Boudin, the king of Cajun food, is my favorite thing in the world to eat. It is a unique food in that it can be breakfast, lunch, dinner, a snack, or car food. Whereas most of the country might show up at a morning get-together with donuts, we show up with boudin. And no two boudins are exactly alike—that’s amazing, considering they all have basically the same ingredients of rice and pork.
One of the best boudins I’ve had is made by my cousin Bubba Frey, who owns the Mowata General Store in the heart of the German settlement between the Link and Zaunbrecher rice fields, but all my cousins down there make their own boudin. One cousin told me that meat from the temple of the pig’s head makes the best boudin, while another claims that a combination of hog jowl and shoulder meat is the secret. The truth is, they are all good.
This recipe combines elements from all of the different boudins I’ve eaten in my day. There’s liver in it but just enough, it’s nicely spiced but won’t burn your mouth, and it has the perfect amount of rice.
Special equipment: You will need a deep-frying/candy thermometer for this recipe.
What to buy: Panko is coarse Japanese-style breadcrumbs, available in many grocery stores.
Curing salt, also known as pink salt or saltpeter, contains 6.25 percent sodium nitrite. It is colored pink so as not to be confused with regular salt. Curing salt is available at Butcher & Packer.
This recipe was featured as part of our Mardi Gras Recipes photo gallery.
- Yield: Makes 4 pounds (about 50 balls)
- 2 pounds boneless pork shoulder, cut into 1-inch cubes
- 1/2 pound pork liver, cut into 1-inch cubes
- 2 celery stalks, chopped
- 1 small onion, chopped
- 6 garlic cloves, coarsely chopped
- 3 medium jalapeños, stemmed, seeded, and chopped
- 1 medium poblano chile, stemmed, seeded, and chopped
- 4 tablespoons kosher salt
- 2 tablespoons freshly ground black pepper
- 1 tablespoon freshly ground white pepper
- 2 teaspoons cayenne pepper
- 1/2 teaspoon curing salt
- 1 teaspoon chili powder
- 7 cups cooked white rice
- 1 cup chopped parsley
- 1 cup chopped scallions (green and white parts)
- 3 cups panko
- Vegetable oil, for frying
- Combine the pork, liver, vegetables, and seasonings in a bowl and marinate for 1 hour or overnight, covered, in the refrigerator. Place the marinated mixture in a large pot and cover the meat with water by 1 to 2 inches. Bring to a boil, reduce the heat, and simmer until the meat is tender, about 1 hour and 45 minutes.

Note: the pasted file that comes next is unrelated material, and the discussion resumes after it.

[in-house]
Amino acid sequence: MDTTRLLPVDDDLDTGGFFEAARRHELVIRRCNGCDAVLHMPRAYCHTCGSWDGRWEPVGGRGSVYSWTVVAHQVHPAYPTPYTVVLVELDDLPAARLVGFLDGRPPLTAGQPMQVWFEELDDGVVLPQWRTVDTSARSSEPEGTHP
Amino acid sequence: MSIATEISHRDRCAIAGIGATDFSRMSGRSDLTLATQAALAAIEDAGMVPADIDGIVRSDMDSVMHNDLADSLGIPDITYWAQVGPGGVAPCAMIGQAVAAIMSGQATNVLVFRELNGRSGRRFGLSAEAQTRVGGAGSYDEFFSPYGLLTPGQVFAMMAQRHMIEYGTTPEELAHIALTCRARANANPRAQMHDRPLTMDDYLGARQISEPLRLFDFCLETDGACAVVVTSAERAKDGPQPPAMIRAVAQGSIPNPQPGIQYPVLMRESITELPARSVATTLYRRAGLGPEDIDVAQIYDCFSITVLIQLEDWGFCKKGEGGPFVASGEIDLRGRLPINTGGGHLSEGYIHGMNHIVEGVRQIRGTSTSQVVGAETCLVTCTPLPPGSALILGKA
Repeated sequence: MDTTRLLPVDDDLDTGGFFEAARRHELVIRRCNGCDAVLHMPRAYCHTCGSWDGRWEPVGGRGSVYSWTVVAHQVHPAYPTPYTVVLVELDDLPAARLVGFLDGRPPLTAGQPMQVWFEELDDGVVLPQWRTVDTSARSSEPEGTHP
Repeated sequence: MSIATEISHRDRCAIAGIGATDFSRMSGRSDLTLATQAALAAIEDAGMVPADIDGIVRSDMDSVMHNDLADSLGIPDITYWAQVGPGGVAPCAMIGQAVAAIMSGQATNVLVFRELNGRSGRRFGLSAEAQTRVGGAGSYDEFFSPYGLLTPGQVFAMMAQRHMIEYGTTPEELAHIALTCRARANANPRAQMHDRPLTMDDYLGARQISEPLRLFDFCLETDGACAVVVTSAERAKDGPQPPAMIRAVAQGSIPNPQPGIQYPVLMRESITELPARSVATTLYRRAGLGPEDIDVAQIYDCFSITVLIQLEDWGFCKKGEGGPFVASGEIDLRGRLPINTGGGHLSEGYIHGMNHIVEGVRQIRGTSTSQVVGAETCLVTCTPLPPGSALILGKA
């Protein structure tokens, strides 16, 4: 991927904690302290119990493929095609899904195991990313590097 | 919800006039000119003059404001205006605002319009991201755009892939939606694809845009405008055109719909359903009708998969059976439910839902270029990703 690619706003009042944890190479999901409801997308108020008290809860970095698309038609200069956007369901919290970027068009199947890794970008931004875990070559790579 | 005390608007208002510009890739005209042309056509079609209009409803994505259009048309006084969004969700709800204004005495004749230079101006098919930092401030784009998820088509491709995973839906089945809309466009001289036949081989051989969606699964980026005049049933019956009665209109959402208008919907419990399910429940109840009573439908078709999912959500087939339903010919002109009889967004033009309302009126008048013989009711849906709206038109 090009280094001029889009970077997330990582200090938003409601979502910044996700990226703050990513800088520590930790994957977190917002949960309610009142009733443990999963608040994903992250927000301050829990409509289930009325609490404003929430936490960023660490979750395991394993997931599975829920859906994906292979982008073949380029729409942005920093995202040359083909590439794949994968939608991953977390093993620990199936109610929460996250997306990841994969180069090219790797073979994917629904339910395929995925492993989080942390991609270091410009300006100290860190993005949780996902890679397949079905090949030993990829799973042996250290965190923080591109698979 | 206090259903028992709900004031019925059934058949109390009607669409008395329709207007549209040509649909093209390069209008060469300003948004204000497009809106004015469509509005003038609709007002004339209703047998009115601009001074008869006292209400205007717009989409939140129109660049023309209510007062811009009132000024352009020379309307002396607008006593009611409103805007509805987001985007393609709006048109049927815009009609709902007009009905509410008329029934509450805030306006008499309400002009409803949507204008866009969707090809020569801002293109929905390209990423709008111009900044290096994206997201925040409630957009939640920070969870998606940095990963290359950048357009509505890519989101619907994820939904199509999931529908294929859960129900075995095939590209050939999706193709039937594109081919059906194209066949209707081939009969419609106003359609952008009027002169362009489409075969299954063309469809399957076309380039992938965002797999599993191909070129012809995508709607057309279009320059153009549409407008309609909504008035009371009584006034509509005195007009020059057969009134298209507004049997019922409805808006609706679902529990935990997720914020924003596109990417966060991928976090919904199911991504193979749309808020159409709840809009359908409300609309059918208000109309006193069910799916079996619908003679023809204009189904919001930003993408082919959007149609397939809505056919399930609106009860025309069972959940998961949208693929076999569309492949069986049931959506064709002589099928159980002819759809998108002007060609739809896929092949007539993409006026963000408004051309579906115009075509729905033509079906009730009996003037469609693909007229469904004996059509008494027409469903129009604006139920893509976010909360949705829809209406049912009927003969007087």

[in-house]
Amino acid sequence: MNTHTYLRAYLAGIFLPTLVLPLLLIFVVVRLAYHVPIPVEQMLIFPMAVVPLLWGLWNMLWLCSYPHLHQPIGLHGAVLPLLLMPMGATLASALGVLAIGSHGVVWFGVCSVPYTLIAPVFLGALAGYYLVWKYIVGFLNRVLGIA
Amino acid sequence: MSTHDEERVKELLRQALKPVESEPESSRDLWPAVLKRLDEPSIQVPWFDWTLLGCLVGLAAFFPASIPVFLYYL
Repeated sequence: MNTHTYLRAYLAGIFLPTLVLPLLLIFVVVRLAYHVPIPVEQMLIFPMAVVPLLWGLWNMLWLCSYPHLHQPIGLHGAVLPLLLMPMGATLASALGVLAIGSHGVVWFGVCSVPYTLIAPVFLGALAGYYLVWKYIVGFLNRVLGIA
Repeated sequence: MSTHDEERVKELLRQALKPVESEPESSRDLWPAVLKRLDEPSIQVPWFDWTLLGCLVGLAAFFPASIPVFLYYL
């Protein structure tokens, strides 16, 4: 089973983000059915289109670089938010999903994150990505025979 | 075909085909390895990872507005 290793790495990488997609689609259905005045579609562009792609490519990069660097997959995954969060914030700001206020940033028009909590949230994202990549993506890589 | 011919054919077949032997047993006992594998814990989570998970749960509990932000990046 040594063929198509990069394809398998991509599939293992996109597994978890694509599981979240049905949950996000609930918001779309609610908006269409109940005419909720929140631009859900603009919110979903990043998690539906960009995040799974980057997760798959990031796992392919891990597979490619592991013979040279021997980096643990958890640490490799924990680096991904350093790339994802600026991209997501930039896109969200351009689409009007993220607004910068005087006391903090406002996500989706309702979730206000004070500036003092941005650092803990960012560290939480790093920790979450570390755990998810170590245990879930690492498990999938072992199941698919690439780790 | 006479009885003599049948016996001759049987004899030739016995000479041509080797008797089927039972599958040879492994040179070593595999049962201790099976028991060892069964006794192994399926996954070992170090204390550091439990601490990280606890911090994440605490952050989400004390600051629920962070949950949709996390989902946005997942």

- Remove the pot from heat and strain, reserving the cooking liquid. Allow the mixture to cool slightly, then put the solids through a meat grinder set on coarse grind. (You can also chop with a knife if you don’t have a meat grinder, which is what I usually do anyway.)
- Place the ground meat in a large bowl. Using a wooden spoon or rubber spatula, mix in the cooked rice, parsley, scallions, and 3 1/2 cups of the reserved cooking liquid. Stir vigorously for 5 minutes until the mixture sticks together when pressed with the back of a spoon, adding more cooking liquid as necessary. (Feel free to use a mixer if you have one. I have one yet I still mix it by hand for some reason I can’t explain.)
- Place the panko in a wide, shallow dish. Form the boudin mixture into golf-ball-sized rounds, roll in the panko, place on a baking sheet, and set aside.
- Heat the oven to 200°F and arrange a rack in the middle. Line a baking sheet with a few layers of paper towels.
- Pour 2 inches of vegetable oil in a Dutch oven or a large, heavy-bottomed pot. Heat over high heat until the oil reaches 375°F on a deep-frying/candy thermometer. Add boudin balls in a single layer (you’ll need to do this in batches so as not to crowd the pot). Fry until golden brown in color and heated all the way through, about 1 minute. Transfer to the paper-towel-lined baking sheet using a slotted spoon. Place the baking sheet in the oven to keep the boudin balls warm.
- Return the oil to 375°F and repeat the process with the remaining boudin balls.
Recipe provided by Chef Donald Link, author of “Real Cajun: Rustic Home Cooking from Donald Link’s Louisiana.”